This is the eighth of a series of documents that describe the contents of the PLSS CadNSDI data set.
A Mineral Survey is a type of PLSS Special Survey. In the seventh document PLSS Special Surveys, (http://nationalcad.blogspot.com/2015/05/plss-cadnsdi-plss-special-surveys-non.html) were discussed in general. The non-rectangular surveys are deviations from the hierarchical rectangular surveys, are often defined or guided by provisions of legislation or authorities. PLSS Special Surveys can “sit on top” of rectangular surveys or they may replace the rectangular surveys, creating a “hole” in the rectangular surveys. In some cases a nominal rectangular survey is extended through the special surveys.
Mineral surveys are made to mark the legal boundaries of mineral deposits or ore-bearing formations on the public domain where the boundaries are determined by lines other than the normal subdivision of the public lands. These surveys include the usual surveying technical procedures and the examination and documentation of various reports and certificates necessary to substantiate legal procedures. (http://www.blm.gov/cadastral/minprocedures/mineralguide.htm#)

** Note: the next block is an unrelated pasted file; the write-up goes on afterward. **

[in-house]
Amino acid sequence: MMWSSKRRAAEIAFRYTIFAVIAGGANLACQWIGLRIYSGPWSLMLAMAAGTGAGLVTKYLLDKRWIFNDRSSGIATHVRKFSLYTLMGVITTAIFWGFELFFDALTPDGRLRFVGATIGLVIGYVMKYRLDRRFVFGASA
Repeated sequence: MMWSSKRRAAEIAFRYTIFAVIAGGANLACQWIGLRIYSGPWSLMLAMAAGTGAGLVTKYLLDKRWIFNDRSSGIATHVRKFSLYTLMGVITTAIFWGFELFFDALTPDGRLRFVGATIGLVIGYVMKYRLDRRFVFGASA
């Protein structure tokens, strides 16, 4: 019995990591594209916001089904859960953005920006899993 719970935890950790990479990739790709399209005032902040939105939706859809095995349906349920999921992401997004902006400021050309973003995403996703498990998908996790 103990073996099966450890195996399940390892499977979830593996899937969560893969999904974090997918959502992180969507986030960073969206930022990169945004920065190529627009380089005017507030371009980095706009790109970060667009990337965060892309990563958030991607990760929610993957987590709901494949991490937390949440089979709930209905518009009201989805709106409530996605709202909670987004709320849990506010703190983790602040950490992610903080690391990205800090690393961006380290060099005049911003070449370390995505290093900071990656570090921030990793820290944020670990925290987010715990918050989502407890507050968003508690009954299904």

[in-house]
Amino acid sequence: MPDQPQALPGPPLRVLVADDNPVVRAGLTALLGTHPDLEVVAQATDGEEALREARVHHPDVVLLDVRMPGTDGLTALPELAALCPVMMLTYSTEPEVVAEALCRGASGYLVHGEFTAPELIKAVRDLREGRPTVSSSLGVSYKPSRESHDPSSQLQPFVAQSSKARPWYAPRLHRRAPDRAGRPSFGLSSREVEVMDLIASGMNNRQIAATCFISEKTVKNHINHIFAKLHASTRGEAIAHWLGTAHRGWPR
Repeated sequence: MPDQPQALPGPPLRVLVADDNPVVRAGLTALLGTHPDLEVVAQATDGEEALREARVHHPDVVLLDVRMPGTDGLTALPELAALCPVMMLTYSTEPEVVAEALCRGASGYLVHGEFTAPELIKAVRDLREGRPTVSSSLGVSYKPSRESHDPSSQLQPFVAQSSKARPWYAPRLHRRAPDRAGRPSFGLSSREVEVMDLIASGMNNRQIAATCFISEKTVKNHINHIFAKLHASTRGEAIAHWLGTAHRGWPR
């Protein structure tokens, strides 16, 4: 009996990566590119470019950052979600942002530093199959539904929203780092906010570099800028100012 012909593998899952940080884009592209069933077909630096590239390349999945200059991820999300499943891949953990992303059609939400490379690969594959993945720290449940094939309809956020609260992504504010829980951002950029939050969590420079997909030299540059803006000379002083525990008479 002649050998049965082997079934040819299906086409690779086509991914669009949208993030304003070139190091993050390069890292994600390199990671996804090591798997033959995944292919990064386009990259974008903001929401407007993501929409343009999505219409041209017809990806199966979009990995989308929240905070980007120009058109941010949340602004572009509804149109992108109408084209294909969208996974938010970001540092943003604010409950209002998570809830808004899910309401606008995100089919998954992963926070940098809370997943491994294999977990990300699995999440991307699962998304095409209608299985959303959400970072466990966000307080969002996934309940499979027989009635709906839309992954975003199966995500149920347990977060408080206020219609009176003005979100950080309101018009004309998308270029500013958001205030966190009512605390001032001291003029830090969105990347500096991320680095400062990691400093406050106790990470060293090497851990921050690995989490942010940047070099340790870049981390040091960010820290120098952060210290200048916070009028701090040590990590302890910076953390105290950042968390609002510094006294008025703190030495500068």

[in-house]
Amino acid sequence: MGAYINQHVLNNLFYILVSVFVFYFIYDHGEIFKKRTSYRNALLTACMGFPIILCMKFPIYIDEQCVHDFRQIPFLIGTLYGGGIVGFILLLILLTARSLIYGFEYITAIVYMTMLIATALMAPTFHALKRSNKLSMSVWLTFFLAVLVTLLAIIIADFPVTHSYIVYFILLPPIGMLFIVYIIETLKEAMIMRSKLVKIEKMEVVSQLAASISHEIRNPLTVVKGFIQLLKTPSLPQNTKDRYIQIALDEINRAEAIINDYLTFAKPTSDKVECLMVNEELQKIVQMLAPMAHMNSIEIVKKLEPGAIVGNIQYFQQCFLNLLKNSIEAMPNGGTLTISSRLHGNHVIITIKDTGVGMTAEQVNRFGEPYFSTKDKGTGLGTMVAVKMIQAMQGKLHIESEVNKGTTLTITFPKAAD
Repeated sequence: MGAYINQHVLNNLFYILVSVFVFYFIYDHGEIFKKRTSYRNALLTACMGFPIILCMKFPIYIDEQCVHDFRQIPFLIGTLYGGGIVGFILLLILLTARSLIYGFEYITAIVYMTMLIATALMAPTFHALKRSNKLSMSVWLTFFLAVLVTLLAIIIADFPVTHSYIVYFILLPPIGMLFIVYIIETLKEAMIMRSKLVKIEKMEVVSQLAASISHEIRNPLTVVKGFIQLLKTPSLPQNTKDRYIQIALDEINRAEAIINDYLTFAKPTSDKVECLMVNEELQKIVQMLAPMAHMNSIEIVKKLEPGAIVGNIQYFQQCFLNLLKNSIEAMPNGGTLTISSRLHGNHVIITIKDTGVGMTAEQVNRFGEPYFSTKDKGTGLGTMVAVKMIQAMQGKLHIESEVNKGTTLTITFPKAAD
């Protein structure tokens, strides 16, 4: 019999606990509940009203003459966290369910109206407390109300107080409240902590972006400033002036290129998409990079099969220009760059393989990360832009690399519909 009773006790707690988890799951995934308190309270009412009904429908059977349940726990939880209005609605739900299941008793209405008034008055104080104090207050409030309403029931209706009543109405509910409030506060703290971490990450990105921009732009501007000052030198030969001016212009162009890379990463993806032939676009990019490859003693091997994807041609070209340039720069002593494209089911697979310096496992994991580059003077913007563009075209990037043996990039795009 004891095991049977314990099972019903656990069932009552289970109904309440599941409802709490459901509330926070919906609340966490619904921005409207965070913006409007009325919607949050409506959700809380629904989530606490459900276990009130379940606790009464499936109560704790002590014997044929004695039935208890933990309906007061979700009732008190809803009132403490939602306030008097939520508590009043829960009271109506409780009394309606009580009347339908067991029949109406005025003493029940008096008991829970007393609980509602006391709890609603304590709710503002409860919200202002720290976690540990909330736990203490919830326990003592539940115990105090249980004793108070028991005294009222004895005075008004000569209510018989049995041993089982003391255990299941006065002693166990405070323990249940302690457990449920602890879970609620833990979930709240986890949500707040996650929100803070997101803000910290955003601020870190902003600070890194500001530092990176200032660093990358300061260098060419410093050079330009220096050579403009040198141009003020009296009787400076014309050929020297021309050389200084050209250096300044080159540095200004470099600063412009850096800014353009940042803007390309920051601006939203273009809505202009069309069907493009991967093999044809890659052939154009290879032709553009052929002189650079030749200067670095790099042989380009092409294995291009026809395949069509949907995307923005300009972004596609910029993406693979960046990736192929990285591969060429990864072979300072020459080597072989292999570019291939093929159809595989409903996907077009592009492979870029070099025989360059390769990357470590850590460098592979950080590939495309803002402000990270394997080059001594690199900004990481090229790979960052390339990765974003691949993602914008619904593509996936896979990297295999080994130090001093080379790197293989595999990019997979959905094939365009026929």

The manual cited above and several other mineral survey guides are available on line. This discussion does not cover the survey, recording, or researching procedures. This document describes how mineral surveys are portrayed in the PLSS CadNSDI and some of the nuances of using this special survey type in the PLSS CadNSDI.
The mineral survey plat and survey notes are sued to compile the polygons seen in the PLSS CadNSDI. Mineral Surveys were created and recorded to establish a right of entry to extract or process a mineral deposit. Most mineral surveys are composed of a set of mining claims (claims). These can be lode claims, placer claims or mile site claims. The mineral survey is collection of these claims recorded together, but the rights and patents (conveyances out of the federal government to the claimant) occur at the claim level, not the mineral survey level.